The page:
It all happened so long ago yet memories flood back as clearly as if it were just happening.
As a young man I had to visit one of our Branch Offices in the big city with a colleague of mine, Josh MacKintosh, to discuss future sales and profits projections.
It was a cold and snowing winter's day when we arrived at the Railway Station and were met by a chauffeur driven car sent by our Branch Office - after all, it isn't often they get a visit from top management, and they were trying hard to impress.
The visit was to last for two days and they looked after us well. At the end of the first day they offered the chauffeur driven car to take us to the hotel.
As we entered the car, the driver asked us which hotel we were staying at, and Josh blurted out an address. The driver raised an eyebrow and said nothing.
At this point I should mention perhaps that Josh MacKintosh was carefull with money. He had an aversion to opening his wallet lest he disturbed the moths living there.
As the car drove on, heading outside the big city, I noticed that the surroundings were becoming less and less salubrious. It was obvious from the houses and the general feel of the place that we were heading for the poorer part of town ... much poorer part of town. Despite the snow covering everything with its mantle of white it could not hide the poverty of the place.
It was as if we were travelling back in time to Dickensian England.
Eventually the posh car stopped outside a dilapidated house. The chauffeur got out of his seat and opened the doors for Josh and I. He then opened the boot and brought us our luggage.
Around us a lot of urchins stopped playing football with a rolled up sock filled with sand and looked at us in our pin-striped suits. They'd obviously never seen a limousine before nor anyone dressed as we did.
The chauffeur saluted by touching his hat gently and then drove off.
As we stood there in the freezing cold I heard myself mumble "Are you sure about this, Josh?"
"Och aye ... it's OK," he said, "my friend recommended it!"
We entered the house and were met by a young-ish woman named Elvira; she was in her mid-thirties I would guess.
She took us to our rooms upstairs and suggested that "dinner" was at seven o'clock prompt.
As Elvira left I noticed that the door had no lock, and the room was rather cold and damp, but at least it had hot and cold running cockroaches.
I killed one of them on the wall by my bed and pretty soon there were dozen others attending the funeral.
I pulled the bed away from the wall and the cockroaches pulled it back to hide their habitat.
I decided that we were not eating at this place. We had no choice but to spend the night there, especially since it was cold and snowing outside and our car had gone, but I had no intention to risk eating at this unhygienic house.
Josh and I went out for somewhere to eat ... but would you really find a restaurant in this part of town? We just bought a bit of bread, some cheese and an apple or two from a small shop still open and decided to eat in our rooms.
As we neared the house a man brandishing a knife stopped us and asked for our wallets or our lives. I must admit that for a few seconds I had difficulty in deciding.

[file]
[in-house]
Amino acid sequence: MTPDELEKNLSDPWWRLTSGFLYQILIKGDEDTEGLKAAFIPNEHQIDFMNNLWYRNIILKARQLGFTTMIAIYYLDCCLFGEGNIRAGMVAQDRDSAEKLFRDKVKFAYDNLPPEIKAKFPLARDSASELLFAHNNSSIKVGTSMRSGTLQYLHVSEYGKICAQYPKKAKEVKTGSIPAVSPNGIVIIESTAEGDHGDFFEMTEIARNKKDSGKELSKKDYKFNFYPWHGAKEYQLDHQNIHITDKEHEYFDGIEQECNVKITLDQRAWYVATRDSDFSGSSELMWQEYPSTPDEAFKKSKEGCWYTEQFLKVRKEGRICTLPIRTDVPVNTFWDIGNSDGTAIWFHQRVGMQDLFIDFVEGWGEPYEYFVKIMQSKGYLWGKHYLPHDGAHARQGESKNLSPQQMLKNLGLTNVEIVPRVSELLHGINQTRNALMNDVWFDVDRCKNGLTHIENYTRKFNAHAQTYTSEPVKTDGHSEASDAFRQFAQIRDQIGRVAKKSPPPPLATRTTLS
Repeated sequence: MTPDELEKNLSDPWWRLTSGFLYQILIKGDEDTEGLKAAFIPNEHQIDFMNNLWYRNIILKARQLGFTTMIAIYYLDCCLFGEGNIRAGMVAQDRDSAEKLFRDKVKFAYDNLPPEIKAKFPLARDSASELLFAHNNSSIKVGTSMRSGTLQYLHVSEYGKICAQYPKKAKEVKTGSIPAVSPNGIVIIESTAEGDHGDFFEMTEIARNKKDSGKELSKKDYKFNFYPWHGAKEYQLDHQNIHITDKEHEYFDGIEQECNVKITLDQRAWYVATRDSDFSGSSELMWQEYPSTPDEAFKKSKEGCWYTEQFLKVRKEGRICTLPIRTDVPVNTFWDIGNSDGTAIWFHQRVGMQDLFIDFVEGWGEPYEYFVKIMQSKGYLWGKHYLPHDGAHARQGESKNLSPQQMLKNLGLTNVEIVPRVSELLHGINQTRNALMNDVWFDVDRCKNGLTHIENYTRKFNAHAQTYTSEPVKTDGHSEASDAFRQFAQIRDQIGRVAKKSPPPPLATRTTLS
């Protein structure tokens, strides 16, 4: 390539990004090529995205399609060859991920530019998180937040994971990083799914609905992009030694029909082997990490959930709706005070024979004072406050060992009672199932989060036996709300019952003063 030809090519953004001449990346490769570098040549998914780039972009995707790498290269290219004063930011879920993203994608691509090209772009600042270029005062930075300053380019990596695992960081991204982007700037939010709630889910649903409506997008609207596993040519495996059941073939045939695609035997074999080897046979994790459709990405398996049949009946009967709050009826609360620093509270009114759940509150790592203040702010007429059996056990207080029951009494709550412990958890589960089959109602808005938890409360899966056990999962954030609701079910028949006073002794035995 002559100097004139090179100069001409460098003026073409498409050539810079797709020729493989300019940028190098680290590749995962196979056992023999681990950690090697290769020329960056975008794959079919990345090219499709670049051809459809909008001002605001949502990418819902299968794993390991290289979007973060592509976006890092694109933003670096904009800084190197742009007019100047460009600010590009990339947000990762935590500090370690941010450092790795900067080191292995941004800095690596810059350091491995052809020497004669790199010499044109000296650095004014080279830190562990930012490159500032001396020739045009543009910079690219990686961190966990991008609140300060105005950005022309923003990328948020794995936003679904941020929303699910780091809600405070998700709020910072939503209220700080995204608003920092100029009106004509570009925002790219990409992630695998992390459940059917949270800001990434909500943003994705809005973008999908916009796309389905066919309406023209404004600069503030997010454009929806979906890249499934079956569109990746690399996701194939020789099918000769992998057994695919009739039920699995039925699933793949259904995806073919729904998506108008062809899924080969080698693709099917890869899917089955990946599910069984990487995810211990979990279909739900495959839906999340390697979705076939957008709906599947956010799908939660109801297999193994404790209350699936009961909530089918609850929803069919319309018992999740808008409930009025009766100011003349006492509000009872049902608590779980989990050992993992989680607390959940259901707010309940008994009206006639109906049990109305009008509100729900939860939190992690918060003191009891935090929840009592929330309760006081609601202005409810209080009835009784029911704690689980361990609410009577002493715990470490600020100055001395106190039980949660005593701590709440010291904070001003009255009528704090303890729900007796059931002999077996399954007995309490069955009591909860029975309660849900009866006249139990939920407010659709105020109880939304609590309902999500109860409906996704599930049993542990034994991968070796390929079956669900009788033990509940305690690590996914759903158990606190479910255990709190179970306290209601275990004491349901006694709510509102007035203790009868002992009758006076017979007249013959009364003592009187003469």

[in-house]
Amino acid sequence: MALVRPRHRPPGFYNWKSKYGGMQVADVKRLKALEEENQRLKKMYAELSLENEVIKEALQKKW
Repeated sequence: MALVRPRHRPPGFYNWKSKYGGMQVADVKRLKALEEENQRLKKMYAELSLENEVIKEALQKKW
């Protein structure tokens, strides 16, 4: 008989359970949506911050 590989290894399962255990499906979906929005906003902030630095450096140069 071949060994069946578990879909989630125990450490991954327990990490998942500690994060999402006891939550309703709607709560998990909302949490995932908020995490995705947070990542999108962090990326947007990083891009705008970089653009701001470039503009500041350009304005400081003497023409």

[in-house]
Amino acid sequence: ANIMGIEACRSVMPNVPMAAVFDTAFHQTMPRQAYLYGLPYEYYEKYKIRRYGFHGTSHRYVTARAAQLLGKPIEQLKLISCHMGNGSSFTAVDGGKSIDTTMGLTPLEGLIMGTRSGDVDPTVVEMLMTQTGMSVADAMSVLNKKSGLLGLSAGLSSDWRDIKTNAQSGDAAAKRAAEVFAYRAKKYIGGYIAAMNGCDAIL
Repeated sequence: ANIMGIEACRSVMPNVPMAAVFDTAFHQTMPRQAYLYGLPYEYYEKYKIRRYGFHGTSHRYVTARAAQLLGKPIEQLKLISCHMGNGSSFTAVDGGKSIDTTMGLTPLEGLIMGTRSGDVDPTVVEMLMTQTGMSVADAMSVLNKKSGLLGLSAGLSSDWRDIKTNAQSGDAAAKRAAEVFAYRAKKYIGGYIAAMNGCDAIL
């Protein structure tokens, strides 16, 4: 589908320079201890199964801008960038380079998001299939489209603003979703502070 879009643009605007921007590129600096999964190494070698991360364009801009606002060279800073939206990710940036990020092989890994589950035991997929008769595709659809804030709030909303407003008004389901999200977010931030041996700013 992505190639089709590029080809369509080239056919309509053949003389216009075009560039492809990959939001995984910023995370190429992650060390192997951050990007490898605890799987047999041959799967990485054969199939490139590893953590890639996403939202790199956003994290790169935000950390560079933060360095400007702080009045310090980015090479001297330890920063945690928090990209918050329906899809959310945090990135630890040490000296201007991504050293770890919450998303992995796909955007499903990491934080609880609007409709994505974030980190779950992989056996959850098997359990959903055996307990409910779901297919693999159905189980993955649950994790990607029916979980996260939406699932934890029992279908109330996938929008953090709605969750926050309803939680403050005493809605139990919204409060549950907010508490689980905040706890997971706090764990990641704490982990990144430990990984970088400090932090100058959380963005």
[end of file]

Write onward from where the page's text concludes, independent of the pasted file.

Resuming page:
I then said sarcastically, "You're too late mate! We've already been mugged by another man down the street."
To my surprise our mugger replied, "Oh that must be Gary. I told him many times this is my street!"
He let us go and as we were leaving he shouted "Say Hi to Elvira for me !!!"
Josh and I got home and after sharing our meagre repast we decided to call it a day.
I went to my room, got in bed to keep warm as best I can, and started reading the many reports I'd been given by Branch Office about their sales and profits projections.
After an hour or so there was a knock at the door and Elvira came in wearing a very revealing see-through white negligent. (Is that what they call it?)
I did not know where to look ... well, I did really, because she was speaking to me at the time. And it is not polite to look elsewhere when someone is speaking to you.
"Do you want some time?" she asked with a smile.
I must have misheard her, (or was it my subconscious), because I looked at my watch and said "It is a quarter to ten!"
She moved forward a couple more steps teasingly and asked again "Do you want something to keep you warm?"
"Yes please," I replied, "I'd like a hot chocolate drink if I may".
"You don't understand ..." she continued patiently as she sat on the bed, "You have not left your shoes outside the door, which means you require personal services ..."
At last the penny dropped in a young man's befuddled mind. So that's why she was wearing nothing else but the revealing see-through negligent despite the freezing cold! I thought she was just hot-blooded.
"My shoes ..." I mumbled "I'll ... I'll ... I'll put them out later ... I must have forgotten ..."
"So I went to all this trouble for nothing?" she growled as she stood up, "do you think your friend forgot to put his shoes out too?"
"I don't know ... better ask him ..." I mumbled again as she left.
Needless to say, I stayed up all night fearful in case anyone took my shoes !!!